The only Arctic body currently in existence is the Arctic Council. It acts as a high level intergovernmental forum to promote cooperation, coordination and interaction among the Arctic States. Worth mentioning is that the Arctic Council, in relation to the Arctic area, points out that 'there is no Convention for this region as of yet'. The AC essentially acknowledges hereby that UNCLOS is not sufficient in regulating the situation in the Arctic.
There are many different positions on how geopolitics should be played in the Arctic. All offer a possible solution. The answer could be found in one or more historical theories, which have proven themselves in the past. To give an example, there is the Sector Theory, which would basically slice up the Arctic Ocean as a pizza, taking the North Pole as the centre. Each coastal State would be allocated a 'slice', based on its territorial claim. Another theory is that of uti possidetis. This theory allows territorial claims by the previous mother country. However, due to its ambiguity, this doctrine might only create more complications in the Arctic region, as the North West Passage (currently Canadian territory) has previously been under control of France as well as Great Britain. The International Court of Justice has contributed to the creation of the Straight Baseline Theory. Under this theory, States can claim that coastal waters are internal waters under certain provisions.
Some scholars share the opinion that the solution for the Arctic situation is to amend UNCLOS. What would require change is the 'opt-out exception' in Article 298 of the Convention. This allows States to abstain themselves from certain clauses. To better ensure efficient and effective resolution of Arctic territorial claims, UNCLOS signatories should not be able to opt out of arbitration.
Other observers claim that creating a new agreement similar to the Antarctic Treaty would be best. The striking point in this Treaty is Article IV, which denies a State's rights in Antarctica, thereby rejecting all claims to territory. This indeed would take away the political problems rising in the Arctic region. But the matter of valuable resources will still not be solved. Moreover, the Antarctic Treaty is only in force until 2041. Applying a comparable treaty for the Arctic raises the question of what will happen afterwards. Will not the same situation arise when the treaty date expires?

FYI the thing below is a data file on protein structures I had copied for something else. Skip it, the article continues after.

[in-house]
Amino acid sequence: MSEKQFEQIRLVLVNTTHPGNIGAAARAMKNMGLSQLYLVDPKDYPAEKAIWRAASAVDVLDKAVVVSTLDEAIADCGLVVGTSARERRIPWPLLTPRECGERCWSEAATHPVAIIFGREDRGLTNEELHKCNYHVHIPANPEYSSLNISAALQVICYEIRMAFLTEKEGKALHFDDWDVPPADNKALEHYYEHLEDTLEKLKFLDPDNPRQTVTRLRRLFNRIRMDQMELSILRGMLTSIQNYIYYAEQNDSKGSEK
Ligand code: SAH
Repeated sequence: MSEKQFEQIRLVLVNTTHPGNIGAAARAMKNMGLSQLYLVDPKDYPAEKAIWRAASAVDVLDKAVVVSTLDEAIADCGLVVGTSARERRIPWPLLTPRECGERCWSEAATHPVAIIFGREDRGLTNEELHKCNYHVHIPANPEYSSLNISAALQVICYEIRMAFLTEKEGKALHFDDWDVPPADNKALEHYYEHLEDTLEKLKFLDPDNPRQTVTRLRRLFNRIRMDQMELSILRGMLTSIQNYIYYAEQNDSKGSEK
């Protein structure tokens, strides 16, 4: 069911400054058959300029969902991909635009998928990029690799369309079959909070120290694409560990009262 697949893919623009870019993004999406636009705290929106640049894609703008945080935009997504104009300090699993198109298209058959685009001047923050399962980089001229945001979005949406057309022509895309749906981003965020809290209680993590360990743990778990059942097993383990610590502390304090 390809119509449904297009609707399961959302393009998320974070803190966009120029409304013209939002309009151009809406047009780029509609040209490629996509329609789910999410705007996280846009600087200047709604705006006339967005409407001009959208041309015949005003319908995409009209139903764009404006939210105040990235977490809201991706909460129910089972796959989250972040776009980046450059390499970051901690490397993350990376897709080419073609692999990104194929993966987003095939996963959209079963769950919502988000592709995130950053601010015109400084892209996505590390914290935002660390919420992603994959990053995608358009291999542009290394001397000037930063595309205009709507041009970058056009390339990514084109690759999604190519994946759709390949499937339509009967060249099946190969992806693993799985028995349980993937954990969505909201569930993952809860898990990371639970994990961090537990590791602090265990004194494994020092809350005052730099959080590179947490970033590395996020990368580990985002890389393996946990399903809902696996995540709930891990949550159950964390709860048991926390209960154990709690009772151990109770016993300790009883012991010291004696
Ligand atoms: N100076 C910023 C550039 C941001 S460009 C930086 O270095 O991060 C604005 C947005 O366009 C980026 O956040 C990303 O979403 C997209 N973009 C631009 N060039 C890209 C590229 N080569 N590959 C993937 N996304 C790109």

Finally, the last possible solution in this research is to create a new Arctic Treaty. The greatest challenge here lies in convincing the eight Arctic States that it is in their collective benefit and long-term interest to have a regional and binding body. (Huebert, 2009, p.27) A potential Arctic Treaty should meet certain requirements: practical means to resolve differences need to be established, preferably in the form of a hard-law organ with binding decisions. Security of protection of the fragile environment and its resources is also key.
On the assumption that UNCLOS is not the answer, but merely the beginning of the search for the right solution, it does not matter in what form a solution will be found. What does matter is that a Cold Rush for the Arctic is approaching and that something needs to be done.

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OrganisatieDe Haagse Hogeschool
AfdelingESC Europese Studies / European Studies
Jaar2012
TypeBachelorscriptie
TaalEngels